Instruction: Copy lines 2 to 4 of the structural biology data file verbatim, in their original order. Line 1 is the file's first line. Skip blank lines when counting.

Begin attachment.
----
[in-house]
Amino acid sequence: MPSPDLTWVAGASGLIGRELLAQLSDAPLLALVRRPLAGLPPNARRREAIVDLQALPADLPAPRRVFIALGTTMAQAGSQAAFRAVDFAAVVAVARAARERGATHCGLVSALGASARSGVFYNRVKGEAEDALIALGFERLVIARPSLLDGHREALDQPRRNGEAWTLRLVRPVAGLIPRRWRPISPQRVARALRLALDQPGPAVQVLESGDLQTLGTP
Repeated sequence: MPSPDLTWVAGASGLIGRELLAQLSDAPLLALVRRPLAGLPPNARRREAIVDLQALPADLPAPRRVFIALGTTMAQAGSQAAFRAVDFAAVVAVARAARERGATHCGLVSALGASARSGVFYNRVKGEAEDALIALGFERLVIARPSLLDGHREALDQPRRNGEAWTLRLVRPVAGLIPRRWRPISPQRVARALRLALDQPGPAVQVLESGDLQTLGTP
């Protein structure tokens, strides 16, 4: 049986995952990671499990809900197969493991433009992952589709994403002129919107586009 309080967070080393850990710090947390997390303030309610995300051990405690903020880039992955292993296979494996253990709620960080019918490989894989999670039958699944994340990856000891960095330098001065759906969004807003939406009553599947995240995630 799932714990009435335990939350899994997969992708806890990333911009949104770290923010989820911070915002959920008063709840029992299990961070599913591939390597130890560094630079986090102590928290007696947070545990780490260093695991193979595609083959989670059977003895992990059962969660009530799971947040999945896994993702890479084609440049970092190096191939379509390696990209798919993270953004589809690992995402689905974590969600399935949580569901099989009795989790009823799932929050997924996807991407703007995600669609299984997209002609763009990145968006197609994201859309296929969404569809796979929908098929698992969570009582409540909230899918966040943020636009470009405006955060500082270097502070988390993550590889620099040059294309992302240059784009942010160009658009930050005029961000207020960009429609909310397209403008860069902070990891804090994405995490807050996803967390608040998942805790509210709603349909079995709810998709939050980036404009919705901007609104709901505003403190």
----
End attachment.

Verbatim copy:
Amino acid sequence: MPSPDLTWVAGASGLIGRELLAQLSDAPLLALVRRPLAGLPPNARRREAIVDLQALPADLPAPRRVFIALGTTMAQAGSQAAFRAVDFAAVVAVARAARERGATHCGLVSALGASARSGVFYNRVKGEAEDALIALGFERLVIARPSLLDGHREALDQPRRNGEAWTLRLVRPVAGLIPRRWRPISPQRVARALRLALDQPGPAVQVLESGDLQTLGTP
Repeated sequence: MPSPDLTWVAGASGLIGRELLAQLSDAPLLALVRRPLAGLPPNARRREAIVDLQALPADLPAPRRVFIALGTTMAQAGSQAAFRAVDFAAVVAVARAARERGATHCGLVSALGASARSGVFYNRVKGEAEDALIALGFERLVIARPSLLDGHREALDQPRRNGEAWTLRLVRPVAGLIPRRWRPISPQRVARALRLALDQPGPAVQVLESGDLQTLGTP
């Protein structure tokens, strides 16, 4: 049986995952990671499990809900197969493991433009992952589709994403002129919107586009 309080967070080393850990710090947390997390303030309610995300051990405690903020880039992955292993296979494996253990709620960080019918490989894989999670039958699944994340990856000891960095330098001065759906969004807003939406009553599947995240995630 799932714990009435335990939350899994997969992708806890990333911009949104770290923010989820911070915002959920008063709840029992299990961070599913591939390597130890560094630079986090102590928290007696947070545990780490260093695991193979595609083959989670059977003895992990059962969660009530799971947040999945896994993702890479084609440049970092190096191939379509390696990209798919993270953004589809690992995402689905974590969600399935949580569901099989009795989790009823799932929050997924996807991407703007995600669609299984997209002609763009990145968006197609994201859309296929969404569809796979929908098929698992969570009582409540909230899918966040943020636009470009405006955060500082270097502070988390993550590889620099040059294309992302240059784009942010160009658009930050005029961000207020960009429609909310397209403008860069902070990891804090994405995490807050996803967390608040998942805790509210709603349909079995709810998709939050980036404009919705901007609104709901505003403190």